Internships can be one of the most beneficial learning experiences of a young person’s life, providing skills and experience unattainable in any classroom. However, some are trying to argue that these benefits mean more interns should go without payment for their work.
The U.S. Labor Department recently released a new set of guidelines that relaxes the requirements around paid internships. According to a Los Angeles Times report, the new guidelines do keep intact a series of factors companies should use to determine whether they have to pay their interns or not, referred to as a primary beneficiary test. In other words, the test determines who benefits the most from the internship: the intern or the company. But now instead of using these factors as the standard by which to judge the employer’s final decision, the merits will be determined on a case-by-case basis.One of the most contentious of the criteria was the rule that an intern should be paid if the company received “immediate advantage from the activities of the intern.” This point was central to several lawsuits where companies were ordered to pay unpaid interns because their work was considered advantageous to the business they were working for. Some complained that this point was too vague. It has now been more clearly defined to say that the work of an unpaid intern “complements, rather than displaces, the work of paid employees while providing significant educational benefits to the intern.” When an intern’s work displaces that of a paid employee, the intern essentially becomes a temporary employee. The Fair Labor Standards Act requires employees be paid for their work, thus this type of intern also is required to receive compensation.
However, with this clearer distinction also came the removal of clear enforcement.
Our experienced employee misclassification attorneys in Orange County have seen this tactic before. This rule was intended to protect interns from employers who want to abuse a free labor force to do the work of full-time paid staffers. It’s clear to see who benefits most when we expand the number of cases where a company could get by without paying interns.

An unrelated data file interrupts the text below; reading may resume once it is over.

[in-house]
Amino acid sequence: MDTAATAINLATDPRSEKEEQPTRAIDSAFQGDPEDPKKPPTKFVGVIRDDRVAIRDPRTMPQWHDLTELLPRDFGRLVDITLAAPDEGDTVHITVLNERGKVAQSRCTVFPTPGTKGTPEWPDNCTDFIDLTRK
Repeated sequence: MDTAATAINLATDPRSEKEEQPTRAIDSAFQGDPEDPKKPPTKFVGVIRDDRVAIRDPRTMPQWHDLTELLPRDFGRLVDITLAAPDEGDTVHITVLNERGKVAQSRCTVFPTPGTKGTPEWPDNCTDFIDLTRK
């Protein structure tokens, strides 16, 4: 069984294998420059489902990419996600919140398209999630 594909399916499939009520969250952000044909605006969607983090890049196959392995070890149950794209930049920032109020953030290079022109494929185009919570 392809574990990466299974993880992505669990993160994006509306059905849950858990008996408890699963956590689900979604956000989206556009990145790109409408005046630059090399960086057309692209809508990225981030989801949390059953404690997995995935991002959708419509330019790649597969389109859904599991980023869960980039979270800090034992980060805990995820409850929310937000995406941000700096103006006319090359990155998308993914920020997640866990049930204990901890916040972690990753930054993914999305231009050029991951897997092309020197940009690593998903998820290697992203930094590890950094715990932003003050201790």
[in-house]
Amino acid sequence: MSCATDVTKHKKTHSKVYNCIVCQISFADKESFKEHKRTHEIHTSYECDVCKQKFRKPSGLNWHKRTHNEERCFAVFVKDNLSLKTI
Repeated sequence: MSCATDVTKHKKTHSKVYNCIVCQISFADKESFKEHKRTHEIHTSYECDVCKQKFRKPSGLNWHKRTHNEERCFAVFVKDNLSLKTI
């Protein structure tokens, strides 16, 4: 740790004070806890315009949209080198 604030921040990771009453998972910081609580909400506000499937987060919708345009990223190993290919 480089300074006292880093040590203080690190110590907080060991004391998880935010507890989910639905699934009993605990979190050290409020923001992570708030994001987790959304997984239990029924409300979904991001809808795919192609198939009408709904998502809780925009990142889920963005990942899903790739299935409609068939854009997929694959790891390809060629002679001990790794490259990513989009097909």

Ideally, internships allow people to take their abstract educations and apply what they have learned in real work environments. They are seen as such an important learning experience, that internship programs are often managed in conjunction with universities as part of required curriculum for graduation. They also provide considerable value to the company hosting the interns as they can train a new generation of potential employees and give an inexperienced, but promising, new face a try before committing to hiring them full time.
To this effect, both intern and employee benefit from this relationship. Rarely is an internship provided purely out of the goodness of someone’s heart with no benefit to themselves. And when it is, the intent is clear. Now that the Department of Labor’s primary beneficiary test has become more flexible, it is more important than ever for skilled employment attorneys like ours to act as a watchdog for interns who might be taken advantage of by companies trying to cut costs. If you feel your unpaid internship required you to perform the work of a full-time employee, our team can help build your case and defend your right to proper compensation.
Fact Sheet #71: Internship Programs Under the Fair Labor Standards Act, January 2018, United States Department of Labor
More Blog Entries:
California Internship Lawsuits: Blaming the Victim, Oct. 28, 2013, Orange County Employment Lawyers Blog